Tag: South Carolina 08 (page 2)
It's pretty much a given that Barack Obama will win South Carolina as polls show that the African American population there overwhelmingly supports him and makes up 50% of Democratic voters.
While Hillary isn't going to concede South Carolina, she's not going to fight the obvious: She'll be leaving the state following the debate to spend tomorrow and Wednesday in Feb. 5 states -- specifically, California, New Mexico and New Jersey. She'll return to South Carolina Thursday.
Because the state is a must-win for Obama, he'll be there all week.
South Carolina has become a must-win state for Obama since Clinton prevailed in New Hampshire and Nevada. He was expected to campaign here all week.
That gives Hillary several more days than Obama in the critical Feb. 5 states. Compare the numbers: South Carolina has 2.5 million registered voters, 54 total delegates (45 committed) and 8 electoral college votes. On Tsunami Tuesday,
Some 1,678 delegates are at stake that day, compared to 45 in South Carolina.
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Hillary: I'm looking to bring our troops home. Here's why.
Edwards: We'd all end the war. The question is how aggressively. He's said all combat troops will leave and no permanent military installations.
Obama says he wants to be careful about how we get out. How do we create stable Iraqi government without permanent military installations? (Will he have an answer? No. He veers off to what we could buy at home with the money. )
Finally, a commercial break after 1 hour and ten minutes. Post-commercial updates below:
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The debate starts now. I will be live blogging as much as I can. Jeralyn will be live blogging as well.
Please chime in with your thoughts.
Pre-game. Suzanne Malveaux and Joe Johns of CNN will be joining Wolf Blitzer with the questioning. Malveaux and Johns state that the focus of the debate will be the economy. But that all the others will be covered.
Update (TL): The applause was pretty equal at the beginning. They start with the economy. The first question goes to Hillary. It’s a specific answer with details of her new economic plan. She contrasts it to Bush’s plan, not the plan of the other candidates.
Obama:answers, beginning with a reference to Martin Luther King, Jr. He too goes after Bush but mentions Hillary's plan. He's not as confident as Hillary, but recovers when he is asked a question by Wolf Blitzer. Edwards is up next. Updates below.
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Just in from CNN: Here's the transcript of the first set of zingers between Hillary and Obama. I'll fix the spacing later.
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After losing Nevada handily yesterday to Hillary Clinton, Barack Obama is no doubt very happy to be competing in South Carolina this week. That primary is next Saturday, January 26, and Obama is heavily favored holding double digit leads in most polls.
The chances of Obama losing in South Carolina seem almost nonexistent. He has completely solidified his support in the African American community, which will comprise half of the electorate. Obama will win African Americans by 4-1 over Clinton, which will get him to 40% on that vote alone.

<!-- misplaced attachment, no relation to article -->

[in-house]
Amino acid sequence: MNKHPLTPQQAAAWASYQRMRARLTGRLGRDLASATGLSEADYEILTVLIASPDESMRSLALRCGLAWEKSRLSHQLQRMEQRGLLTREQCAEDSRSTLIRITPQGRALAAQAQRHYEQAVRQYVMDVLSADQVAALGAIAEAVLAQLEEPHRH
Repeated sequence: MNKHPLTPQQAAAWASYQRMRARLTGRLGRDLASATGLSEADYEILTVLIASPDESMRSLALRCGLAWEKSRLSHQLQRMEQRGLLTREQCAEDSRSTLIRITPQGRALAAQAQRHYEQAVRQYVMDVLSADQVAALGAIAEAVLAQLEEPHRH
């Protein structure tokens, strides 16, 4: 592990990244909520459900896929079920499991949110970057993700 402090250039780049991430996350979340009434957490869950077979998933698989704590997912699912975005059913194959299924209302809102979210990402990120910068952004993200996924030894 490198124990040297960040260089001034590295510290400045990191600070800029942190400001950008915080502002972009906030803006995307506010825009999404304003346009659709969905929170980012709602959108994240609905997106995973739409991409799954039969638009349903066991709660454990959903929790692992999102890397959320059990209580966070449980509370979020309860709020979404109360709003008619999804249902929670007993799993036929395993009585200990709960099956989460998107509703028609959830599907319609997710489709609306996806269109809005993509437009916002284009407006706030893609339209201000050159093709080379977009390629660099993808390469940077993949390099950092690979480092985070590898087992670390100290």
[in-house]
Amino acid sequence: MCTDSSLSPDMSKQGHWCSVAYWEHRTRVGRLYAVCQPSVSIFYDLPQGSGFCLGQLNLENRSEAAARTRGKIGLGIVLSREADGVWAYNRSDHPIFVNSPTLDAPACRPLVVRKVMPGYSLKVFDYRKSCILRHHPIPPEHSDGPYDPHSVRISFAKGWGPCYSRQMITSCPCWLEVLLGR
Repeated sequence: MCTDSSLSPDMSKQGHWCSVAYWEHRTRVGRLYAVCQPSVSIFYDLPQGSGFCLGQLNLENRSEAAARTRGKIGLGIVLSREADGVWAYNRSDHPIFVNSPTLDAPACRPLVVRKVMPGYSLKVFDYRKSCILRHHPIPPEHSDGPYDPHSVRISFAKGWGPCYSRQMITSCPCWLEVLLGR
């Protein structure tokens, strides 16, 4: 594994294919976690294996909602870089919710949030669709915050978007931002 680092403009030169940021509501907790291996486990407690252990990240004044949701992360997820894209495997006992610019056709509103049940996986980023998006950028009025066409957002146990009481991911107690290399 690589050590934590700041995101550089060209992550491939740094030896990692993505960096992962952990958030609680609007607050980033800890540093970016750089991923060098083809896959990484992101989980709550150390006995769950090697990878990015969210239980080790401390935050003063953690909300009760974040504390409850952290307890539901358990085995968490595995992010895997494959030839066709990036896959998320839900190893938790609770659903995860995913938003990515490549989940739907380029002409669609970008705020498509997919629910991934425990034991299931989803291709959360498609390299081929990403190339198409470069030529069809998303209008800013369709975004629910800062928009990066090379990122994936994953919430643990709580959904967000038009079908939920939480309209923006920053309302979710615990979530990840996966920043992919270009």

But there is a pitfall for Obama. In the last two primaries, he has been drubbed by Clinton among Democratic voters. If South Carolina is close and Obama's victory is solely fueled by overwhelming support by African Americans, Obama risks getting a label he has fought hard to avoid - that he is the black candidate. It would be an entirely unfair label, but it could be attached to him.
More . . .
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Newsweek presents four pages of interview excerpts on the topic:
Vying for the Black Vote
Will Clinton's Martin Luther King comment cost her black support in the South Carolina primary? A veteran of the civil rights movement weighs in.
Who's the veteran of the civil rights movement? An Obama supporter.
How will the controversy affect voting in the state, where roughly 50 percent of the Democratic electorate is black? Cleveland Sellers, who heads the department of African-American studies at the University of South Carolina, is an Obama supporter. He's also a veteran of the civil rights movement.
Shame on Newsweek for not presenting a neutral voice or an additional voice so both sides could be presented.
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In running through the Iowa results by county (map here, alphabetical list here), it's clear Obama outdid Hillary the most in the more densely populated urban areas like those around Des Moines, Cedar Rapids and Davenport. Comparing the counties where the vote numbers were in the thousands, like Johnson and Black Hawk, to Iowa as a whole using census results, there's some interesting numbers which could be bad news for Hillary in South Carolina -- an early voting state the media keeps saying will turn on the African American vote.
Iowa is mostly white, 95%. But the counties with thousands of voters and in which Obama trounced Hillary have higher percentages of non-white voters and fewer older voters.
For example, according to the census reports:
- Black Hawk County with 126,000 people is 8.1 percent African-American compared to the state wide African-American population of 2.1 %. It's white populaton is 89% compared to 94.6% state wide. 13.7% live below the poverty line (compared with 10.5% state wide). In yesterday's caucus vote, Black Hawk went 43% for Obama and only 28% for Hillary. Edwards came in third with 27%.
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